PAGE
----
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  1. Like
    Dimiric reacted to cde in Moving past Blinky   
    LCDs are plentiful. Any common character lcd will do what you want (You want hd44780-compatible, 3.3v preferable, but 5v works fine too). There are also graphic lcds like the nokia displays. The character lcds have a basic controller on them, fairly easy to control directly (but needs a couple of pins), or can be bought with "backpacks", allowing you to control them via i2c, spi, or serial.
    The nokia lcds have a PCD8544 (or similar, it always depends on which nokia lcd you get), which is spi controlled.
  2. Like
    Dimiric reacted to oPossum in Volt/Amp/Watt meter   
    This is a simple voltage and current meter that uses the TI INA219 chip. Voltage measurement range is 0 to 26 volts with 4 mV resolution and current measurement range is -4 to +4 amps with 1 mV resolution (when using a 0.01 ohm shunt). The specs are inferior to a pair of quality multimeters, but it is a fraction of the price and shows wattage in addition to voltage and current. The Nokia 5110 display is used so the firmware could be enhanced to do simple graphing. Sending the measurements to a computer could also be done.
    Using the INA219 makes for a very simple circuit.

    The normal display is three lines with voltage, amperage and wattage.

    Pressing the P1.3 switch will show the 6 registers in the INA219 in hex and signed decimal.

    The code is written in C++ and uses templates for the LCD, IIC and INA219. Software SPI and IIC is used for maximum portability.
  3. Like
    Dimiric reacted to mbeals in Moving past Blinky   
    There was an article on hackaday showing how to break out the SBW from the launchpad for other chips. Just search google for using-spy-bi-wire-with-the-msp430-launchpad. It should be the first result.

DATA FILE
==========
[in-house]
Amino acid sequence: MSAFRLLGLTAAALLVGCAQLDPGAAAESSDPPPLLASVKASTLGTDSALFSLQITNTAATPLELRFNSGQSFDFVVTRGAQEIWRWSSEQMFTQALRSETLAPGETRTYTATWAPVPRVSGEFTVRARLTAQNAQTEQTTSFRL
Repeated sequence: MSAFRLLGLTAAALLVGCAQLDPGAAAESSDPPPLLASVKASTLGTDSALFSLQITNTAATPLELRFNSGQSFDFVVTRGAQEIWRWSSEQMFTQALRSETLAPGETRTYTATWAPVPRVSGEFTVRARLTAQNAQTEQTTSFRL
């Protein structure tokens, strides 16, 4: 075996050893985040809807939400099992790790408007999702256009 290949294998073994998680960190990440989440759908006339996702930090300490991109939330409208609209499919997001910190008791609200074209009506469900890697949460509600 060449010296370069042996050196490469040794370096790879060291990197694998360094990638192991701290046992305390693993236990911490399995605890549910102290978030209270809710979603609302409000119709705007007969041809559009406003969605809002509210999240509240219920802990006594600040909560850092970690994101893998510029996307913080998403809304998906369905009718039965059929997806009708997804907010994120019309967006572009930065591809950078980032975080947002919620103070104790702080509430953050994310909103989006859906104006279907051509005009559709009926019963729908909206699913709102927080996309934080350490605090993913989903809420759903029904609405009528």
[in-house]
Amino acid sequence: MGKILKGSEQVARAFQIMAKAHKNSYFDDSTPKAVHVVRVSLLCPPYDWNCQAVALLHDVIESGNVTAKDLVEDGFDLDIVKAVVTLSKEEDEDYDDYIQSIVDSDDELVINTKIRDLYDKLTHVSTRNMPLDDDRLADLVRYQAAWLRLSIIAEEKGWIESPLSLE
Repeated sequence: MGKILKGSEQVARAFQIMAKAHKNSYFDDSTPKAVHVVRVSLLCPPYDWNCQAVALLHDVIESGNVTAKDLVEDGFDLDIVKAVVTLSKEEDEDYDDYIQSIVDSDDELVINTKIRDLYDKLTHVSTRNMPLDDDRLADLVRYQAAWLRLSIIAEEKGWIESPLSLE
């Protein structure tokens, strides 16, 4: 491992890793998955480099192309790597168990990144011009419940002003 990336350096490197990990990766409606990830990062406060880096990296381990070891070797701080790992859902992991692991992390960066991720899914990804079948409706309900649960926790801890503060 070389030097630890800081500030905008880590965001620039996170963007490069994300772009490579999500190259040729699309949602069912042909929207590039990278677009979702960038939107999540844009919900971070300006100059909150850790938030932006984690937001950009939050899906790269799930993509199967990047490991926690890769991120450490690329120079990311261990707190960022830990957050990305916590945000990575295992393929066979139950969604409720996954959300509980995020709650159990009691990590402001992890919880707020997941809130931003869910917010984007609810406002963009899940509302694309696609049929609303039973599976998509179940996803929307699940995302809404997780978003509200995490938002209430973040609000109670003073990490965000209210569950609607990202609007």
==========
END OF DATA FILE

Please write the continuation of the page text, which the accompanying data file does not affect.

To mount that chip, you can make your own socket by pressing the chip into some polymer clay to make an impression, baking it to harden it, then using some fine copper wire to make contacts. Glue that on some perf board and run some wires from the contacts to some headers and you have a homebrew socket. For the final project, you will probably want to make a real board, or at least a breakout board with the chip soldered on.
  4. Like
    Dimiric reacted to cde in Moving past Blinky   
    Tssop (tsop) (ssop) to dip adapters are cheap. 2 to 1 dollar on ebay. There is one that's double sided 28 pin soic and ssop, 2 for 2.20. All you need is one that has atleast 24 pins, and 0.65" pitch between pins. Unless you want a zero insert force adaptor.
    The other options is a ssop adaptor that has a small prototyping area on it. Kinda useful depending on how much of a circuit you need to build (The pin outlines are long, so doesn't really work well for chips with a center grounding pad) (Oh, and you need machine pins instead of square pins, unless they finally change their supply, or you want to ream them out a bit, not a big hassle)
    Dip Micro has them, or ebay "ssop prototype". Cheaper on ebay actually, even from their ebay store. (Disclaimer, not affiliated, but i've gotten this from them before and I likey)

  5. Like
    Dimiric reacted to gatesphere in Launchpad as external programmer   
    I haven't done this myself, but it seems to me that you have to connect Vcc and GND, and also at least RST and TEST. I'm not sure about TXD (P1.1) and RXD (P1.2), as I think they're only used for UART comm with the host PC. But, it couldn't hurt to attach them, unless you're using them in your circuit.
    The easiest way to program a chip in your breadboard from the launchpad would be to simply leave all the jumpers on at the top of the board, and connect to the proper pins of the chip on the breadboard by using jumper wires into the socket on the LaunchPad. The holes might be a bit tough to get jumpers in initially, but they'll eventually go in.
    Hope this helps!
  6. Like
    Dimiric reacted to cde in Moving past Blinky   
    Not sure if the msp430afe253 is supported by the programmer (honestly, never knew there was a afe model), but since it has SBW, connect DVCC & AVCC (16 & 5) to Launchpad VCC, DVSS & AVSS (13 & 6) to Launchpad Gnd, and (RST) pin 11 to Launchpad RST, and (TEST) pin 10 to Launchpad RST. Then you should be good to go.
  7. Like
    Dimiric reacted to mbeals in Moving past Blinky   
    to program non-dip 430s you just need the chip on a board with a few pins broken out into a header, and another riser on the launch pad with matching connections and no micro.